Thursday, August 19, 2010

IFSP meeting

Our IFSP meeting was this morning. In a nutshell, blah.

I got a copy of Emily's report on Finn at the meeting. I'll just say what I always say: it's disheartening to see your child reduced on paper to numbers, scores, and percentages. None of it was a surprise; I know that he's delayed in all areas, and I really feel like I've made my peace with that. Not that he's not doing great! He really is, and he's making strides all the time. Still, seeing someone else's assessment of your child just kind of stings.

Our meeting this morning was with our new service coordinator, Celina, who was very, very nice, very thorough and professional (and very young!).

Emily is, of course, recommending that OT continue once a week. Rebecca, our SLP, has not submitted a report, as her contract is not up yet. Celina informed me that we are, in fact, being required to submit request for coverage of services to our private health insurance carrier, contrary to what our former SC, Amber, told me when I last spoke to her. Apparently, Amber just decided to give me part of the story, and then she bailed on us. Nice.

So here's where we're at: Regional Center apparently never did approve funding for in-home OT for Finn past the end of their current contract with Emily, which is now at an end. They did approve funding for in-home speech therapy for Finn, but only for a short-term contract, which is up in October. Amber never told me any of that. She just told me that Regional Center had taken my concerns into consideration and decided to make an exception and continue to allow us in-home therapy.

So as it stands now, they will be submitting a request to our insurance carrier to cover OT. If our insurance carrier approves it, they will NOT cover Emily, nor will they cover any in-home therapist; they will only cover clinic-based therapy, which will mean having to take Finn somewhere else for therapy amidst all the other responsibilities I have with all the other kids, and paying a $20 co-pay per therapy session. The same will go for speech therapy when that contract is up in October. If our insurance company denies coverage, then Regional Center will continue to provide the services, with the therapists, that Finn has been receiving.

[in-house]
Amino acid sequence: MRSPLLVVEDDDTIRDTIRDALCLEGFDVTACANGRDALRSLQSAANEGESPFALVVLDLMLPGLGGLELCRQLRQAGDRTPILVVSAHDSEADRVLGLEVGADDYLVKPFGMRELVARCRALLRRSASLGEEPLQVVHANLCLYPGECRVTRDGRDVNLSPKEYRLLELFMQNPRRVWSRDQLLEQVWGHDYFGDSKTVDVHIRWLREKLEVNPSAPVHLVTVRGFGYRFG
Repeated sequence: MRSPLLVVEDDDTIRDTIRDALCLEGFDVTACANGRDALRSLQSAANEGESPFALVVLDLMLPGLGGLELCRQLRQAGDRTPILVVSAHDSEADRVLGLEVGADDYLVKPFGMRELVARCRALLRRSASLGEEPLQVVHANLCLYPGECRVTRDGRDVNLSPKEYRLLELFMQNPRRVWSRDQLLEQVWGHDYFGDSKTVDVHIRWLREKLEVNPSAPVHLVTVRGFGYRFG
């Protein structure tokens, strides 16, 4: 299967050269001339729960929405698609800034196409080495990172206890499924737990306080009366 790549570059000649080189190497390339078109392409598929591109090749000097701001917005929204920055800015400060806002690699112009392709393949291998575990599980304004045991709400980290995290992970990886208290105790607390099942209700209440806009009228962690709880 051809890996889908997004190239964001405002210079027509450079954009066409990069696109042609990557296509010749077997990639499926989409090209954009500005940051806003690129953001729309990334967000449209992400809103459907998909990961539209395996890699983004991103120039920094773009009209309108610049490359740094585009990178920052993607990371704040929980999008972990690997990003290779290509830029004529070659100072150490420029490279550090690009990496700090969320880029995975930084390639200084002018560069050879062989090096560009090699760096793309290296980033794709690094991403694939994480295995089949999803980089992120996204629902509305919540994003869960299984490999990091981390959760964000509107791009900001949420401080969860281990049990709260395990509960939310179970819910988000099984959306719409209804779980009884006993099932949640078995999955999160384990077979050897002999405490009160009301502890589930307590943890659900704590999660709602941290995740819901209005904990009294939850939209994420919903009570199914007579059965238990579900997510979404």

I've already made my decision: if we are forced to utilize services through our insurance carrier, I'm opting out. Trucking across town for group therapy and paying twenty bucks a pop for the privilege is just not practical for us, and I honestly can't see the justification. While I think he benefits from therapy to a degree, I absolutely don't think that the benefit is so great as to justify that kind of expense, inconvenience, and disruption to our family routine. I just won't do it. And I won't feel guilty about it, either.

Over time, I've come to see therapy and the service industry as more and more of a trap. They convince you that your child needs to be in the system, needs the therapies, that therapy is the main thing that is going to make this major difference in how productive and "high-functioning" your kid ends up being. And after convincing you that therapy and services are an integral element in your child's success, it turns out that they can't or won't provide said services anyway. It's all a myth. You can spend your kid's childhood therapizing the shit out of them, and it's not going to guarantee anything - it doesn't guarantee that they're going to master this or that at any prescribed time, and it certainly doesn't guarantee that they're going to be independent adults one day. Their capabilities are hard-wired into them from birth - that's what I think. Therapy may give families tools to assist their children in developing certain skills, but I am not at all convinced that therapy is what is making the major differences in our kids' lives. Love and inclusion and good health care are the things that have changed the quality and longevity of people's lives who have Down syndrome.